Wow… never heard of that! Magnet Man! I know, not funny (at all). Sorry you have all that.
Well I was warned to be aware when going through metal detectors at airports as there might be some false alarms…
Too funny! I have to take iron every day or I go anemic. But I still set off the metal detectors - to the point I no longer fly. Too stressful!
I hope it heals soon. Similar issues to mine…flat feet, very tight calf muscles, swollen ankles, bunions, and on and off plantar fasciitis and tendonitis as a result. Ugh! Luckily my feet have improved somewhat with orthotics, braces, splints, physical therapy, and daily stretching and exercises, but I’m still not able to walk any distance without developing pain somewhere, whether it’s my ankles or toes or in the middle of my foot. Ugh.
Thank you Jen. I had no idea the calf muscle thing was connected, but I do trust the podiatrist a little more now. My doctor thinks it is something else and wants to send me off for tests, but having felt the tendon in my ankle ‘give’ I stayed with podiatry. I hope your feet continue to improve.
You know you have too many chronic illnesses when your GP goes, “I’m not sure if this is a temporary thing or a new condition to add to your list,” as he goes over your abnormal test results and refers you to a specialist. Happened today. Sigh…
I’ve had trigger finger several times and had diastasis Recti for a year now. Its caused me to have to medically retire from one career and seek another.
Apart from diabetes, I am also dealing with hypertension and anxiety disorder. Despite being physically fit and taking proper care of health & nutrition, I don’t get why I have so many health problems.
I have one kidney as my left one along with the adrenal gland was removed in 2011 due to a tumor which was later determined to be renal cell carcinoma. Thankfully it was Stage 1b and fully encapsulated inside the kidney so no spread.
I have hypertension as well but it’s managed with simple medication and managing my sodium intake.
Diastolic Heart Failure, not congestive.
Arthritis, painful but not yet debilitating.
Macular Degeneration, beginning signs in my left eye.
I am so happy to hear your cancer was caught early and was encapsulated. Also glad that is 7 years in your past. Wishing you the best.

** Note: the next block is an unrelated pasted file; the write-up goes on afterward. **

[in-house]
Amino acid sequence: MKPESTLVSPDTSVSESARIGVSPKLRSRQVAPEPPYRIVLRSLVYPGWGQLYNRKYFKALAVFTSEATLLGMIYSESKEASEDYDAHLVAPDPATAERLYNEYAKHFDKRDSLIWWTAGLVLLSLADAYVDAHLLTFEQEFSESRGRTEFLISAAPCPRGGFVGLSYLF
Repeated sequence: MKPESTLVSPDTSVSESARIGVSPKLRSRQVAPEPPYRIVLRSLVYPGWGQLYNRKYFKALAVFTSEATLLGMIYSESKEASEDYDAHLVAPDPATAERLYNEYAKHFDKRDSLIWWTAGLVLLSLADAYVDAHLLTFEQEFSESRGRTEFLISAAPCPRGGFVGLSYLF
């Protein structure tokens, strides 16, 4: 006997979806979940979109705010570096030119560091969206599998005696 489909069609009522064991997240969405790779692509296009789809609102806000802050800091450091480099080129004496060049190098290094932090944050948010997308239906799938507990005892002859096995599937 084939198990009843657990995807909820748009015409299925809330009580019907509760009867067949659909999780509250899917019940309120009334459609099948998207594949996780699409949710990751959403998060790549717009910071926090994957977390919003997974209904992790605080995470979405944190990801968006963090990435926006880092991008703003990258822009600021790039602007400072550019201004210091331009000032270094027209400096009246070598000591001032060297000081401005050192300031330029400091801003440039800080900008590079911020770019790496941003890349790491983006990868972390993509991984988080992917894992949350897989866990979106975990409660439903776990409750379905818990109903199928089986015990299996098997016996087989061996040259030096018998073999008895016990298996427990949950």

My GP told me I had the body of a person 103 years old. My reply was, “I guess I am doing pretty good for that age.”
It is just a shame that my chronological years are MANY less, decades less.
Yeah, I’m much closer to 0 than I am to 100. I sometimes wonder what my medical record will look like when I’m 80…
Simplex retinopathy in my left eye.
Frequent migraines. Have had them since I was a kid, maybe once or twice a year, but after being diagnosed with diabetes 14 years ago, I’ve had them multiple times a week. It’s extremely sensitive to blood sugar changes, and has basically ruined my life during my younger years. I just started my first year at university and I’m 29 years old. It took a long time to find an effective treatment for it, and it’s a really slow process that relies on statistics of my episodes over a 3 month period after changing my medication, rather than only personal accounts.
I’ve had idiopathic sinus tachycardia since I was a teen, and have started really feeling it lately as well as started sweating very easily. Doctor doesn’t believe it’s diabetes related and will check for high levels of catecholamines on my next blood test. She suspects it to be due to a pheochromocytoma.
I have a cyst on my spinal cord and lots of allergies. I believe I am basically healthy but the cyst really inhibits the ability to exercise now. And the allergies I’ve been dealing with since a kid so I am very used to them!
Thank you very much! I was extraordinarily lucky that my PCP had a hunch something wasn’t right and that the cancer was in a location that caused a lot of pain which got my attention.
I was diagnosed with celiac disease due to iron deficiency anemia. I had no GI issues. Like you, I could not stop iron supplementation. Please consider getting this simple blood test as TD1 and celiac disease are commonly linked.
Thank you Cyclinglady! I will look into it. I rarely eat wheat as it is, but I do enjoy stout beer. I think it is made with barely, not wheat, but there could be wheat in the malt, maybe.
The gluten that celiacs react to is found in wheat, barley, and rye. Testing does require you to be on a gluten diet as it is measuring antibodies to gliadin. No exposure to gluten means no antibodies. Celiac disease is the only autoimmune disorder that can be put into remission (reduces antibodies) by diet alone. Wish that could happen with TD1.